Business Today

Railway Budget 2012-2013: Fare hike expected

According to top sources in the Railway Board, while the unreserved and janata categories could be spared, while high-end passengers, especially on busier routes, will have to pay extra.

Maneesh Pandey   New Delhi     Last Updated: February 9, 2012  | 10:30 IST

With the Budget date having been announced, the Rail Bhavan is abuzz with expectations of a "dynamic" fare hike.

According to top sources in the Railway Board, while the unreserved and janata categories could be spared, while high-end passengers, especially on busier routes, will have to pay extra.

Dynamic fare pricing, as in the aviation sector, means increasing fares in peak seasons in busy sectors and only beyond a certain distance.

 DYNAMIC CHANGES

  • Passengers travelling in unreserved category could be spared
  • People travelling in AC and first class, especially on busier routes, will have to pay extra
  • Aviation sector-like dynamic fare pricing is being mulled
  • Would lead to increase fares in peak seasons in busy sectors beyond 400 km
  • Additional levy of surcharge tax in the name of safety, modernisation and station redevelopment likely
This would mean that fares may go up in the busy Delhi-Howrah and Delhi-Mumbai sectors. But this would, according to a Board member, at least save Railways minister Dinesh Trivedi from criticism by his peers in the political class who have virtually stalled any move to hike passenger fares since 1999.

"The foundation for air sectorlike dynamic price hike in the Railways will be made in this Budget as the issue is close to the rail minister. He has been hinting to go the airlines way," said a senior Board member.

With Trivedi crying hoarse for "rationalisation of passenger tariff" to make ends meet in fundscrunched Railways, dynamic pricing policy looks a possible option, say senior Board members.

"At least, we would not be raising fare across the board, but in busy sectors and beyond 400 km. The raise would not affect passengers without reservation and those travelling in reserved second-class coaches would only get affected if they are travelling beyond 400 km. Passengers of AC and first class will have to pay higher fares in limited routes in specific periods. This would not be announced immediately but would be pitched for strongly in this Budget," the official said.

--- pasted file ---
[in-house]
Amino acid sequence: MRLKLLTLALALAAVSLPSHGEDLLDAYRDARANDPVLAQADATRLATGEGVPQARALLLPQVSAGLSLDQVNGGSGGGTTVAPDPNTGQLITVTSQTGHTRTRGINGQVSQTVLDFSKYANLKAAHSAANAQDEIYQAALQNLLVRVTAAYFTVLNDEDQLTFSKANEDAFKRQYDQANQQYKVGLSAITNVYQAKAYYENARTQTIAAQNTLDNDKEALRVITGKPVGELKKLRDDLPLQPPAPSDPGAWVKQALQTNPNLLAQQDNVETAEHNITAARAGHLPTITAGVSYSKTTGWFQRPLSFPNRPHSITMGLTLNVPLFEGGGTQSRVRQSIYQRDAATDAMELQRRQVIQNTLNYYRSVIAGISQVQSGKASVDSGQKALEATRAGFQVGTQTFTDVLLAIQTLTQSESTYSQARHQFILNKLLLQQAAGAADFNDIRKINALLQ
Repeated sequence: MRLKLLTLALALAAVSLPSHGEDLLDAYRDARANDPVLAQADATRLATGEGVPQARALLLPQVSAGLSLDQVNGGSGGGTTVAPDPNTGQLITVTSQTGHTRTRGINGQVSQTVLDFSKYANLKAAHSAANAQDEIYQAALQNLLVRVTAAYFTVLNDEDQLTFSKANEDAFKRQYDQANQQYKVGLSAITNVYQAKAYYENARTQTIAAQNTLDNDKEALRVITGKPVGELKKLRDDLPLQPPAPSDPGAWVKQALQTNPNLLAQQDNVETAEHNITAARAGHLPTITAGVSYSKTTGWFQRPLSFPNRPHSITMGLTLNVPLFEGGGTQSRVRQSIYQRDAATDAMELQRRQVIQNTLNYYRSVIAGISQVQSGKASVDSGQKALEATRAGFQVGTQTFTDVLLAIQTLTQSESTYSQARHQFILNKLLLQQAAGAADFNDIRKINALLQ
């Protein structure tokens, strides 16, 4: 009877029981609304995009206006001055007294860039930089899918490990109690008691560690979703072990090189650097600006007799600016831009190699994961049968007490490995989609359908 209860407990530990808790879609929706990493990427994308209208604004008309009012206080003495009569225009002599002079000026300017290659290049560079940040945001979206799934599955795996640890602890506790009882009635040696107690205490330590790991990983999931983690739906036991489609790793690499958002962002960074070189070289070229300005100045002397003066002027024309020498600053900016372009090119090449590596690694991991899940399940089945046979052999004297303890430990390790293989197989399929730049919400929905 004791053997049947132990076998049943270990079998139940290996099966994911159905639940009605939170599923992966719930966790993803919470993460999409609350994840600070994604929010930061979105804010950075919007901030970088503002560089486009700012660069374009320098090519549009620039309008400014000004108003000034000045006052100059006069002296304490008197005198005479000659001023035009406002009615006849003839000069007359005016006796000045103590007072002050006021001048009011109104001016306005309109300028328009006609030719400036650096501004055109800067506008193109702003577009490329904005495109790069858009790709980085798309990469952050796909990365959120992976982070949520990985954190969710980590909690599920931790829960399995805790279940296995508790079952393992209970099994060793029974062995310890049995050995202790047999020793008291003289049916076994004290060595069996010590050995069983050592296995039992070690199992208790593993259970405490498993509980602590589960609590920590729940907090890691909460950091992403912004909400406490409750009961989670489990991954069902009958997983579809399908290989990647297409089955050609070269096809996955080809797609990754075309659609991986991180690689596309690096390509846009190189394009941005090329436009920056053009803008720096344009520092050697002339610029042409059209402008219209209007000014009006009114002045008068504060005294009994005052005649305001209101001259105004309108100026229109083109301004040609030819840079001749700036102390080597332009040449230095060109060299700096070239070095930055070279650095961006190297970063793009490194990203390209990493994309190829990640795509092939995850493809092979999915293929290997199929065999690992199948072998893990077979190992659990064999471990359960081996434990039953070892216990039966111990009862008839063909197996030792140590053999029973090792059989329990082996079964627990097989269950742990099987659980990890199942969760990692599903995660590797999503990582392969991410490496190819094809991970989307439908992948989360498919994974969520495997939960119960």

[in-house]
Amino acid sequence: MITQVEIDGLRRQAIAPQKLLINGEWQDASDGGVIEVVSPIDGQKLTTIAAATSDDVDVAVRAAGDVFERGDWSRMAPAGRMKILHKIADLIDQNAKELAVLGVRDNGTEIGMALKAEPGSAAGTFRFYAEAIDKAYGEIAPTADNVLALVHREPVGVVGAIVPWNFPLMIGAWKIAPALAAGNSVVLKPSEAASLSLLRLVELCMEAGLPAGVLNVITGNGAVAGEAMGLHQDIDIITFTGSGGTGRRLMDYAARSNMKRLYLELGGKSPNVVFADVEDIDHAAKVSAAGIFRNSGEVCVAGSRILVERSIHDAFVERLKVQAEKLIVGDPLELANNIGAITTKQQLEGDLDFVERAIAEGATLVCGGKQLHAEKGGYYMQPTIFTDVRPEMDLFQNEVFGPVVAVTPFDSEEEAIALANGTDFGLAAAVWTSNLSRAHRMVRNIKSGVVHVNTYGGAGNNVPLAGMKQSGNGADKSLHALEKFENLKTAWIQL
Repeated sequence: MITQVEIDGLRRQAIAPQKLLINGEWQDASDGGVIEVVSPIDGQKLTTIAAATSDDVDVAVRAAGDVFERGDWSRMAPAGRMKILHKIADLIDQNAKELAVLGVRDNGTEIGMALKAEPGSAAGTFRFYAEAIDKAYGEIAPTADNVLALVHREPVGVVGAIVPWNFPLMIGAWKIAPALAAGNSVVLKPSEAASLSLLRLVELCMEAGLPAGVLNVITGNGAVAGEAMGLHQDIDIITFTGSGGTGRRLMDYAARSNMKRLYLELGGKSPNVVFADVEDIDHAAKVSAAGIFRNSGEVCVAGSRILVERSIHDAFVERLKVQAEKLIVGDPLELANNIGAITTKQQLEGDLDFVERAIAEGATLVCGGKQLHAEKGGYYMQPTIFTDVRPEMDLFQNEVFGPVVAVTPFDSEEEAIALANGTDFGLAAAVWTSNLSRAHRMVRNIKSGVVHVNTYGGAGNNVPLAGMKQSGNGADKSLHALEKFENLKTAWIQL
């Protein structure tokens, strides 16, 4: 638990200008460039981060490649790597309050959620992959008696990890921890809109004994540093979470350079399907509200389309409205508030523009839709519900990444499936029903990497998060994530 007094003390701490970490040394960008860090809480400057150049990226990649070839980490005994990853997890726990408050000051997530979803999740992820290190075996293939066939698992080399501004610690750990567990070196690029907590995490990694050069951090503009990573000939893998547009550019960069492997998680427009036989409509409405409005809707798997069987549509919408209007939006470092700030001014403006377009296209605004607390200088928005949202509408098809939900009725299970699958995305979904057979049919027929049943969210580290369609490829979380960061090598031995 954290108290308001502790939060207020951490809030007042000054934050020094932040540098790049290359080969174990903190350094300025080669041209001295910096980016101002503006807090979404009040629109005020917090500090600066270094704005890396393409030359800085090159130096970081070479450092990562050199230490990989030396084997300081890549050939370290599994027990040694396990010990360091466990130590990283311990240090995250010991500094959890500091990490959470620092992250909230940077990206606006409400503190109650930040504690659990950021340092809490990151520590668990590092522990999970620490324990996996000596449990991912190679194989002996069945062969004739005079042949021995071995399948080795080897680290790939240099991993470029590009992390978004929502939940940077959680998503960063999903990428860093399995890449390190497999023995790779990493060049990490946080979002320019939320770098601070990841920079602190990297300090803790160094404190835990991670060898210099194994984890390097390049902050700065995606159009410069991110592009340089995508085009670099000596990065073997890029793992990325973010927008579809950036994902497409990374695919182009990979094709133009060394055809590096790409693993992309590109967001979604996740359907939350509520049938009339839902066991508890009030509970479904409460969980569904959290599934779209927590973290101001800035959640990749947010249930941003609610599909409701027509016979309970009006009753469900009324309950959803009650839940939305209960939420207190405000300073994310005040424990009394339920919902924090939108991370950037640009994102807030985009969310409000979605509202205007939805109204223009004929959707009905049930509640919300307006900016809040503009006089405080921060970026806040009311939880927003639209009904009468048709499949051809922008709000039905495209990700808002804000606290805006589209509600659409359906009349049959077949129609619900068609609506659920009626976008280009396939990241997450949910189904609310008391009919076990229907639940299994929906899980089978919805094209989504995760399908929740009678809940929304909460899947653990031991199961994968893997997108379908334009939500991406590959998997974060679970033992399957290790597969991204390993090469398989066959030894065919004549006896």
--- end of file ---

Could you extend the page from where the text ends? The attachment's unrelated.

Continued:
The Railways has already hinted that a service tax of 10.2 per cent may be levied on the tickets purchased for AC and first-class coach travel. Besides, there could be additional levy of surcharge tax in the name of safety, modernisation and station redevelopment.

The linking of service charge issue with the fares has been haunting the Railways for about three years now, but the ministry has been deliberately avoiding the discussion with the finance ministry.

Currently, only catering and commercial publicity of the Railways is covered under the service tax net.

"So far, the ministry has kept freight and ticketing outside the ambit. But the finance ministry has been pushing on the pretext that it is the only way the Railways can raise financial resources from outside the current revenue earnings. The rail ministry has argued that raising the service tax on freight would affect the earnings badly and passenger fare hike had been kept in cold You may have to pay more for rail fares freezer citing "social obligations".

In fact, the finance ministry had raised the fare hike issue earlier last August. Secretary, department of economic affairs, R Gopalan, had also written to Board chairman on August 12 to seriously consider raising the passenger fare, "particularly for the second class and sleeper passengers, who account for 90 per cent of the total passenger volume of Indian railways".

"To reduce the dependence on Union budget, the Railways must increase its capacity to generate resources on its own," Gopalan's letter noted.

Unfazed by the Railways' empty coffers, politicians' demands have started to pour in already. A close aide of Trivedi said, "We have already received about 4,000 IN TIGHT SPOT: Railway minister Dinesh Trivedi has been pitching for "rationalisation of passenger tariff" to make ends meet in funds-crunched Railways. requests from political leaders and parties, of which 125 letters have requested for new lines.

There are about 300 requests for new trains and for increasing frequency of the existing services. Besides, there are 12-15 proposals related to gauge conversion and station area improvement."

A lot of political leaders, including MPs, have stressed for "commercial exploitation of the Railway land and creation of multi-functional complexes in their areas". The minister too has been trying to "equate archaic railways with the modernisation boom in aviation sector" and considering a revenue model of using stations as a hub for commercial activity by constructing duty-free shops, multiplex, food plaza and library.

Courtesy: Mail Today 

Youtube
  • Print

  • COMMENT
BT-Story-Page-B.gif
A    A   A
close